Under the Banner of Heaven

  • by Jon Krakauer
  • Narrated by Scott Brick
  • 12 hrs and 37 mins
  • Unabridged Audiobook

Publisher's Summary

At the core of this book is an appalling double murder committed by two Mormon fundamentalist brothers, Ron and Dan Lafferty, who insist they received a revelation from God commanding them to kill their blameless victims. Beginning with a meticulously researched account of this "divinely inspired" crime, Krakauer constructs a multilayered, bone-chilling narrative of messianic delusion, savage violence, polygamy, and unyielding faith. Along the way, he uncovers a shadowy offshoot of America's fastest-growing religion, and raises provocative questions about the nature of religious belief.Krakauer takes readers inside isolated communities in the American West, Canada, and Mexico, where some forty-thousand Mormon fundamentalists believe the mainstream Mormon Church went unforgivably astray when it renounced polygamy. Defying both civil authorities and the Mormon establishment in Salt Lake City, the leaders of these outlaw sects are zealots who answer only to God. Marrying prodigiously and with virtual impunity (the leader of the largest fundamentalist church took seventy-five "plural wives," several of whom were wed to him when they were fourteen or fifteen and he was in his eighties), fundamentalist prophets exercise absolute control over the lives of their followers, and preach that any day now the world will be swept clean in a hurricane of fire, sparing only their most obedient adherents.Weaving the story of the Lafferty brothers and their fanatical brethren with a clear-eyed look at Mormonism's violent past, Krakauer examines the underbelly of the most successful homegrown faith in the United States, and finds a distinctly American brand of religious extremism. The result is vintage Krakauer, an utterly compelling work of nonfiction that illuminates an otherwise confounding realm of human behavior.


What the Critics Say

"Krakauer lays the portent on beautifully, building his tales carefully from the ground up until they irresistibly, spookily combust." (Kirkus Reviews)
"Krakauer presents details that indeed sound stranger than fiction." (The New York Times)


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Customer Reviews

Most Helpful


All Religions
I first read this in 2003 after it first came out. I talked about it so much, that my wife asked to listen to it. Writing about religion has got to be one of the hardest things to do without upsetting someone. Krakauer does occasionally call the Mormon religion, strange or something similar. You would think a good editor would have omitted that. I also had to keep in mind that most religions can be easily made to look strange. I remember teaching a middle school class at my Methodist Church and talking about the Resurrection, when one of the kids, said "Yuck,Jesus was a Zombie". Than of course the sacrament, where we supposedly eat of Jesus's body and drink his blood.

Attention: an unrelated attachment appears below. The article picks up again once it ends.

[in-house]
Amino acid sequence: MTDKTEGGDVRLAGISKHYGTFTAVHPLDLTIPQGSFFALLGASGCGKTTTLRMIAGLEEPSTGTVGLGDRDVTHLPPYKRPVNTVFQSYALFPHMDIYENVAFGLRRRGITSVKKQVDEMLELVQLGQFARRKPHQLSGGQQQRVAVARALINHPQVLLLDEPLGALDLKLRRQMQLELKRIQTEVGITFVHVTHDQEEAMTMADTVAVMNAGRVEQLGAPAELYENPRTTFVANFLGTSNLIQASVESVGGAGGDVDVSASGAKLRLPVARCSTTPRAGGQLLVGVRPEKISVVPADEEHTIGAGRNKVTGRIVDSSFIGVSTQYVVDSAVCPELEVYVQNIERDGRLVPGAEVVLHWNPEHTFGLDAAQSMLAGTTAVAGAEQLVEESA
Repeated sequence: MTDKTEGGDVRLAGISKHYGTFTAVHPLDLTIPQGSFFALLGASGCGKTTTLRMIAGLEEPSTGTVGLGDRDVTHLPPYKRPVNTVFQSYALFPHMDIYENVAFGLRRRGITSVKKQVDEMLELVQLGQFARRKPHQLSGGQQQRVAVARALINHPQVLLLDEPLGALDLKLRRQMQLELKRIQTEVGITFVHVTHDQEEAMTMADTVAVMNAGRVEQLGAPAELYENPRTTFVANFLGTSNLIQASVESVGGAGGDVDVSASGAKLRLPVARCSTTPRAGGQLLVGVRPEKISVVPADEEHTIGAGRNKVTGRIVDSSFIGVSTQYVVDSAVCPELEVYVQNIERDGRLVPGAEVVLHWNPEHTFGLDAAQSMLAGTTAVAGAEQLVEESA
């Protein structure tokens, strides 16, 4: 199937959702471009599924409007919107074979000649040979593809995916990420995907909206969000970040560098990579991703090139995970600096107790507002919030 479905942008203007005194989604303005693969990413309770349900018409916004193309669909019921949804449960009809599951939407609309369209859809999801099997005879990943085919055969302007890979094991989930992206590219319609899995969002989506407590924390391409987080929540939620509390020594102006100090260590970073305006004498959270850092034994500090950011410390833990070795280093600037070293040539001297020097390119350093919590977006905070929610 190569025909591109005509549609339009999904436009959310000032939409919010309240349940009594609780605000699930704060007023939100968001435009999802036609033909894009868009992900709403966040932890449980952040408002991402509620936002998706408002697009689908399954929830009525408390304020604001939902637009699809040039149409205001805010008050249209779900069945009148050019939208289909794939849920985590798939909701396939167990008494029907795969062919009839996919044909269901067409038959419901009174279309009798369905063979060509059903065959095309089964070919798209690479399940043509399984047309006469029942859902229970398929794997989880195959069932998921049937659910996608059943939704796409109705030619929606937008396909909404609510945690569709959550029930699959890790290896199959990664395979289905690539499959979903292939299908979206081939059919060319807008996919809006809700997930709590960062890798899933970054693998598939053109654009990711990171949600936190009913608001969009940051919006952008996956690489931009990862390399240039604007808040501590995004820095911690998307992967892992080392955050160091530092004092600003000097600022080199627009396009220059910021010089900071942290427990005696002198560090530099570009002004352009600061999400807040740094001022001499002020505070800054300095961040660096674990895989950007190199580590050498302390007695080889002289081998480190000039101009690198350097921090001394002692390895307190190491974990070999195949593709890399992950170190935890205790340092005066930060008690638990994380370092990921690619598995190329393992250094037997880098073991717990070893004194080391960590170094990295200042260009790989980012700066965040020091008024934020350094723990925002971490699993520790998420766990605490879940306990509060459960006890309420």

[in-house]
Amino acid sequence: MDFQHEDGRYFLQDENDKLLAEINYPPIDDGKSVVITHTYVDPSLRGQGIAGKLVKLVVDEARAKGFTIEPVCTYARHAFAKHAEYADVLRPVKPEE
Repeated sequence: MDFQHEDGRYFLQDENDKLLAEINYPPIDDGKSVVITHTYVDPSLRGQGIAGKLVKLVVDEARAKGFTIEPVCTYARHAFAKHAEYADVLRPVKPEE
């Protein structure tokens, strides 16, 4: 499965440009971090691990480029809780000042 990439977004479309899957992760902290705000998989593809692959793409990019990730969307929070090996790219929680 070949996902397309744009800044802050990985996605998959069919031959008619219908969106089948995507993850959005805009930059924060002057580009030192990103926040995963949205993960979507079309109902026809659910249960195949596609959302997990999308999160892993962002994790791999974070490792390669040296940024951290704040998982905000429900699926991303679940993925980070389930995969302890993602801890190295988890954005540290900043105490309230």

That Being Said
I have always been one to let people do as they want as long as they don't hurt others. That is were the break apart Fundamentalist's of this religion become a problem. Here in America, girls as young as twelve are being raped and made pregnant. Women are beaten and abused. Freedom of religion is one thing, freedom to rape and abuse children must be stopped. Sam Brower has written a follow up book called Prophet's Prey, which is even more revealing and discusses the abandoning of little boys, so as to have more girls to rape.
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- Jim "The Impatient"

Interesting @ arm's length

As an outsider, it's often easy to make assumptions about a religion's morality and values. But looking beyond the inflamatory language that the author resorts to in certain areas of the book (indicating his biases), I found this book to be quite insightful and informative about the history behind the LDS and FLDS faiths, as well as the geographical and logistical aspects of their beliefs/practices. It is very evident that the author has done extensive research for this book, and does a good job providing historical background information to shed light on present practices/situations. From my own protestant christian upbringing, I had a very limited perspective/understanding of the LDS faith, and I think this book helped to clarify many points. I found other areas of the book quite disturbing and struggled to keep in mind that the actions of individuals within a religion do not necessarily reflect the morals of the whole. Written as a scholarly approach toward something like religion (which is ultimately "irrationally" based), I think the author does a pretty good job trying to be informative rather than judgemental. The one downfall of the audiobook is that it does not include the bibliography, footnotes, and appendecis that are contained in the hard-copy. Included in these was a letter from the head of the LDS with their assessment of the book, and a then a counter response from the author with clarifications/corrections and closing arguments.
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- pixychild

Book Details

  • Release Date: 12-11-2003
  • Publisher: Random House Audio